Portal Router Review: The Future of WiFi
Ryan Bloom / Dec 16th, 2016 No Comments
The router market has long been dominated by brands such as Netgear and D-Link, but a wave of startups and outside companies has been emerging recently to challenge the top-rated wireless routers. This new trend is built on sustaining great wireless speeds while providing sleek, modern designs and easy-to-install networks.
Following in the wake of the Starry Station and Google OnHub is Ignition Design Labs’ Portal router, a minimalist device that packs a big punch. Portal is the latest evidence that a great router doesn’t have to look like it fell from a space station.
Clean on the Outside
Portal’s biggest draw is its restrained, contemporary design. There are no antennae protruding from the device to make it look like it’s trying to communicate with a deep space satellite, and it isn’t a massive hunk of material.
Featuring a clean white with understated edges and a simple logo, the Portal router is small enough to hide away on bookshelves or furniture but stylish enough to leave out on desks in plain sight. The device’s nine antennae are neatly tucked into the router’s shell to make them invisible, but they do exist, so it is best to place the Portal in an area where it can effectively communicate with your wireless devices.
All connections are on the back of the Portal, where it has a spot for power, five gigabit Ethernet ports (one to communicate with your modem) and two USB ports. The packaging includes a matching white power cord, but it is only four feet in length. The short cord can make it difficult to position the router, but it helps reduce cord clutter and can be replaced by any power cord if necessary.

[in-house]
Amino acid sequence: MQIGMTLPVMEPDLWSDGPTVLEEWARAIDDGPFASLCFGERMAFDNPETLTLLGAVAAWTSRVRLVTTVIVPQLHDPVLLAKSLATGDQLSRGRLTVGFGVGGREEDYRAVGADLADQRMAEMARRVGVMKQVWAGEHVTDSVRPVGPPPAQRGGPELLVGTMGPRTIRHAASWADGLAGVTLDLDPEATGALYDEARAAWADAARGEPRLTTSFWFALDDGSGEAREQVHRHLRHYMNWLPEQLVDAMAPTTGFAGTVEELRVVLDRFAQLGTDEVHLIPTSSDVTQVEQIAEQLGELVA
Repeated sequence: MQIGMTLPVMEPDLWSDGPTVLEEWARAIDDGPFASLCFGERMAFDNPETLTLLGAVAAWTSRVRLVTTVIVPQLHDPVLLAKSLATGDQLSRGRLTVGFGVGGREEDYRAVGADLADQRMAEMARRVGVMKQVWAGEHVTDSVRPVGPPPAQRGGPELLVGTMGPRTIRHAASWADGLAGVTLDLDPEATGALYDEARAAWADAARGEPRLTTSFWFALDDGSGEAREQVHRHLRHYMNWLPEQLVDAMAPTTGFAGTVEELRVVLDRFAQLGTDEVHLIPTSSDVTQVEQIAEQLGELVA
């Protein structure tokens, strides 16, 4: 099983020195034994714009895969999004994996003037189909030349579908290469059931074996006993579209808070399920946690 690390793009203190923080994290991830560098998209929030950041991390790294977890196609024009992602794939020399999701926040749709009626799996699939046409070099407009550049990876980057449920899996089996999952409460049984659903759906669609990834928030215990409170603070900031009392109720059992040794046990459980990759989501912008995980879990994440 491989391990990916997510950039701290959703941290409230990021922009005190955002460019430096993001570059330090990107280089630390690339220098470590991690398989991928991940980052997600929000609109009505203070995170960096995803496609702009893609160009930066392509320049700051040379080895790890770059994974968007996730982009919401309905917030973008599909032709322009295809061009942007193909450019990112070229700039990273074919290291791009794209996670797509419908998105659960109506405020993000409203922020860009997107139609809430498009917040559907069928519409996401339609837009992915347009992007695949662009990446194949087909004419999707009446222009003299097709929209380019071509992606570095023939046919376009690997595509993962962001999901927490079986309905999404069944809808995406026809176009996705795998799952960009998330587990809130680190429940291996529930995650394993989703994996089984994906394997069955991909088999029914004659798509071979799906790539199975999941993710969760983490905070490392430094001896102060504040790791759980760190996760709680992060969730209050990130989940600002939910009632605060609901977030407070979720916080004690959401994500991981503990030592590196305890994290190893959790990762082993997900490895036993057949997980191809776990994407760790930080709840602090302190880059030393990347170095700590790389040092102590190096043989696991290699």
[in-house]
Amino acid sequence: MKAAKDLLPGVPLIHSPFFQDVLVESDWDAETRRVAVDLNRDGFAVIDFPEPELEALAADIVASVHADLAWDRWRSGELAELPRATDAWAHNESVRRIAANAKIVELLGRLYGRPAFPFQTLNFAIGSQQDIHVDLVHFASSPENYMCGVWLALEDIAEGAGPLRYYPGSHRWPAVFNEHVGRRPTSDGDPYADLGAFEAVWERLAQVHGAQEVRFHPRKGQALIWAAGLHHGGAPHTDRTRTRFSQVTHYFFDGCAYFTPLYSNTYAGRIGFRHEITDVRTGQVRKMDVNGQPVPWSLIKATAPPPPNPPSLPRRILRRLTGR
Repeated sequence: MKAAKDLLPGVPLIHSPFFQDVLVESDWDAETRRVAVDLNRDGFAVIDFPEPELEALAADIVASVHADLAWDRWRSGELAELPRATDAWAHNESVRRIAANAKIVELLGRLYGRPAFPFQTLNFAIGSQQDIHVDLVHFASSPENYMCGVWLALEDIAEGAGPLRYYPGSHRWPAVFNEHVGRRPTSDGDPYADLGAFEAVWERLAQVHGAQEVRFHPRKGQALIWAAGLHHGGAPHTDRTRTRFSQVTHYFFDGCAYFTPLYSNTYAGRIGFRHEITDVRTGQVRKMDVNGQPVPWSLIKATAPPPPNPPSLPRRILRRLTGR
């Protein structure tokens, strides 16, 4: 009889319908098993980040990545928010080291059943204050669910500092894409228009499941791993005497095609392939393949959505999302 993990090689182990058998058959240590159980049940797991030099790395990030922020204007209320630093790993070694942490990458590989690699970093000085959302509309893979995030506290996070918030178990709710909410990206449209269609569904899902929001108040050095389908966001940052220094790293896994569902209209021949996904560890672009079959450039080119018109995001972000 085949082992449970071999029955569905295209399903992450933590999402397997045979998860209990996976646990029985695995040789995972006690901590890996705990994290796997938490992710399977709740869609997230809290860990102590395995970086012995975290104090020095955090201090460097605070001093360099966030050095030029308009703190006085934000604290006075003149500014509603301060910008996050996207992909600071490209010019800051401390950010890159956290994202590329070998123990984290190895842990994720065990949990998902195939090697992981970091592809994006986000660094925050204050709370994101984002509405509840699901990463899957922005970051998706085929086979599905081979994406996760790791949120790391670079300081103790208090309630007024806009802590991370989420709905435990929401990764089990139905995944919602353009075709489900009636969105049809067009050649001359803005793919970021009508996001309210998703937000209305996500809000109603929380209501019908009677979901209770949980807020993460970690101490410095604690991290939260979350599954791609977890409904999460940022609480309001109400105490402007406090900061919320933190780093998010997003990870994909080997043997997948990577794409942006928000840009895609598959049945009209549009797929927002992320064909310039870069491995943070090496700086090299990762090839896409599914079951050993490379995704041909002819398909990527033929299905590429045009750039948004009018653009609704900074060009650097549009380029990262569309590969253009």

The only design flaw is the lack of USB 3.0 ports. The Portal router’s two USB slots are equipped with USB 2.0. At this point, most of Portal’s competitors are USB 3.0 ready. It’s not a deal breaker, but routers at a $200 price point should be future proof.
Setting up the router is extremely easy thanks to the free Portal app. The app guides users through the setup process and allows them to customize their WiFi settings. No computer is required, although advanced users can go through the installation process the old-fashioned way if they desire. The app also helps Portal owners with maintenance and any issues that occur (which I did not experience during testing).
Of course, the elegant design and ease of use is meaningless if the router sacrifices performance. That is not an issue with the Portal router. Boasting an AC2400 wireless speed rating, the Portal router delivers high speeds by allowing a smooth flow of traffic.
Tests consistently showed high WiFi speeds, even with multiple devices connected to the internet at the same time. I experienced little to no lag during long multiplayer gaming sessions and no buffering while streaming shows and movies. However, speed test results showed slower speeds the farther my devices were placed from the router.
A Mac set up in the same room as the router ran at top speeds while MacBooks and iPhones 20-30 feet away produced slower results. While this did not seem to impact internet connectivity much, devices placed some distance away from the Portal ran 5-15 mbsp slower than the D-Link AC3200 router it was replacing. Ultimately, it is up to you to decide if it is worth sacrificing a bit of speed for better looks.
The Portal router delivers solid performance and features a sleek design and small footprint. This is extremely appealing in a market dominated by ugly pieces of plastic that take up large amounts of space.
If most of your internet use occurs in one room or a small area, you will have no regrets giving up your laptop-sized router for the Portal. Other users may have to sacrifice some speed to take advantage of the beautifully simple design of the Portal, and this may be easier for some to do than others. It may not be the fastest router I’ve ever used, but it is the prettiest.
The Portal wireless router was reviewed using a unit provided by the company for review purposes.
tags: portal , Portal Router , Portal Router Review , Portal Wireless Router , review , router